This promise then and word of God it was that fashioned Isaac, and begat him. For what if a womb was its instrument and the belly of a woman? Since it was not the power of the belly, but the might of the promise that begat the child. Thus are we also gendered by the words of God. Since in the pool of water it is the words of God which generate and fashion us. For it is by being baptized into the Name of the Father and of the Son and of the Holy Ghost that we are gendered. And this birth is not of nature, but of the promise of God. (John iii. 3; Eph. v. 26; James i. 18; 1 Pet. iii. 21.)
[First conclusion: the true sons of Abraham are his spiritual sons, not simply his fleshly ones. Abraham had numerous sons. He had Ishmael, the father of the Arabs, by Hagar, his wife’s slave, and several other sons by another wife, Keturah. Yet Isaac was the chosen one. He was the true spiritual son. Isaac, by his wife, Rebecca, fathered twin sons, Jacob (a.k.a., Israel) and Esau, father of a Gentile tribe called the Edomites.]
But if the Jews were to say, that the words, “In Isaac shall thy seed be called,” mean this, that those born of Isaac should be reckoned to him for a seed, then the Edomites too, and all those people, ought to be denominated his sons, since their forefather Esau was a son of his. But now so far are they from being called sons, that they are the greatest possible aliens. You see then that it is not the children of the flesh that are the children of God, but that even in nature itself the generation by means of baptism from above was sketched out beforehand. And if you tell me of the womb, I in return have to tell you of the water. But as in this case all is of the Spirit, so in the other all was of promise.
[Now we turn to two thorny questions raised by the Gentiles having found God, while the Jews did not. The first question is, are the Gentiles somehow supposed to be more worthy than the Jews? Aren’t we all equally unworthy? Yes. (Rom. iii. 23.) “But the new thing is, that when all were unworthy, the Gentiles were saved alone.”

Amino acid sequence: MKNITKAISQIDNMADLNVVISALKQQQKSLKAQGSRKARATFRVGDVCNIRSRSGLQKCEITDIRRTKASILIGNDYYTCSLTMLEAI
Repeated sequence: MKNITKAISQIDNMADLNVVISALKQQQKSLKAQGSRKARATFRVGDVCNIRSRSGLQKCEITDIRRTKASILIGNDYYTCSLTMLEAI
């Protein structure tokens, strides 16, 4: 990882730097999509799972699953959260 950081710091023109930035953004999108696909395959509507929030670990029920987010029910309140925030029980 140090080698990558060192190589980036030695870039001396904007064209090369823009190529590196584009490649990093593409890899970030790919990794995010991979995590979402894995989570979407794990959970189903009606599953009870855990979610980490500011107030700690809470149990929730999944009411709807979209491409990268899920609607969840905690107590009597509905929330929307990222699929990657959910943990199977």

So if it wasn’t on account of some being more worthy than others, we come to the second theological problem, “how come some to be saved, and some to perish?”]
It is because all were not minded to come to Him, since for His part all were saved, for all were called. However, he does not set this down yet awhile, but meets it from an advantageous position … it is by raising other difficulties that he meets the questions raised. Hence he takes no pains to solve the examples which he has brought before us. For he was not answerable for them. But from them he makes his own subject throughout clearer. Why do you feel surprised, he means, that some of the Jews were saved, and some not saved at this time? Why of old, in the patriarch’s times, one may see this happening. For why was Isaac only called the seed, and yet he [Abraham] was the father of Ishmael also, and of several others.
Ver. 10. “And not only this; but when Rebecca also had conceived by one, even by our father Isaac.”